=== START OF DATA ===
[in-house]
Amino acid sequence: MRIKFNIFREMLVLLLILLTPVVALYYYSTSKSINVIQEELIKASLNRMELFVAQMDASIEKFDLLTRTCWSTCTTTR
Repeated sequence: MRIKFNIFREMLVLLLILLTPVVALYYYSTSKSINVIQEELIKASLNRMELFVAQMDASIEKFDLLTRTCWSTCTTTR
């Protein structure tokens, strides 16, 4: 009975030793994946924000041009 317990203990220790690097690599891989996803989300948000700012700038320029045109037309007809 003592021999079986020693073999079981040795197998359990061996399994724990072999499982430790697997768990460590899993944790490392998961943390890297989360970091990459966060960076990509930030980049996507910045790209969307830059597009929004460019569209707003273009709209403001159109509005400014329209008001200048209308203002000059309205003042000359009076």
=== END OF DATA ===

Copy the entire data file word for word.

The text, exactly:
[in-house]
Amino acid sequence: MRIKFNIFREMLVLLLILLTPVVALYYYSTSKSINVIQEELIKASLNRMELFVAQMDASIEKFDLLTRTCWSTCTTTR
Repeated sequence: MRIKFNIFREMLVLLLILLTPVVALYYYSTSKSINVIQEELIKASLNRMELFVAQMDASIEKFDLLTRTCWSTCTTTR
């Protein structure tokens, strides 16, 4: 009975030793994946924000041009 317990203990220790690097690599891989996803989300948000700012700038320029045109037309007809 003592021999079986020693073999079981040795197998359990061996399994724990072999499982430790697997768990460590899993944790490392998961943390890297989360970091990459966060960076990509930030980049996507910045790209969307830059597009929004460019569209707003273009709209403001159109509005400014329209008001200048209308203002000059309205003042000359009076």